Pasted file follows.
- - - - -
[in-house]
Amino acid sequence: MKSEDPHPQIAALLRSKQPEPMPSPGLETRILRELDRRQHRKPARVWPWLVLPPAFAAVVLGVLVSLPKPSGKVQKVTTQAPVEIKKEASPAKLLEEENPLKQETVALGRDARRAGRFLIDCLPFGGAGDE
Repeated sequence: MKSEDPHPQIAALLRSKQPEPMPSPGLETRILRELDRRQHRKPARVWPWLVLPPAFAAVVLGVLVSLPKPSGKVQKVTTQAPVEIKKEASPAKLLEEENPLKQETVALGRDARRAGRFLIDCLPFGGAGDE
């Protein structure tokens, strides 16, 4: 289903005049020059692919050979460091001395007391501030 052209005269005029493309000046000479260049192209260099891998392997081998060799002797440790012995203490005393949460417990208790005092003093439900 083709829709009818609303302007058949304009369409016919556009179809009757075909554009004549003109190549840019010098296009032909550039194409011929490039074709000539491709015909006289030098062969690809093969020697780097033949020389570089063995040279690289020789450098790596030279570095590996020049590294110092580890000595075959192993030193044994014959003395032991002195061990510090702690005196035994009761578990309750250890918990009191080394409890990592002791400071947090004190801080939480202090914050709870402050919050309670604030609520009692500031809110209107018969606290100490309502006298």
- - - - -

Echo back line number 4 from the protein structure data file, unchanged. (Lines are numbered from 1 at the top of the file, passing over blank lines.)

């Protein structure tokens, strides 16, 4: 289903005049020059692919050979460091001395007391501030 052209005269005029493309000046000479260049192209260099891998392997081998060799002797440790012995203490005393949460417990208790005092003093439900 083709829709009818609303302007058949304009369409016919556009179809009757075909554009004549003109190549840019010098296009032909550039194409011929490039074709000539491709015909006289030098062969690809093969020697780097033949020389570089063995040279690289020789450098790596030279570095590996020049590294110092580890000595075959192993030193044994014959003395032991002195061990510090702690005196035994009761578990309750250890918990009191080394409890990592002791400071947090004190801080939480202090914050709870402050919050309670604030609520009692500031809110209107018969606290100490309502006298």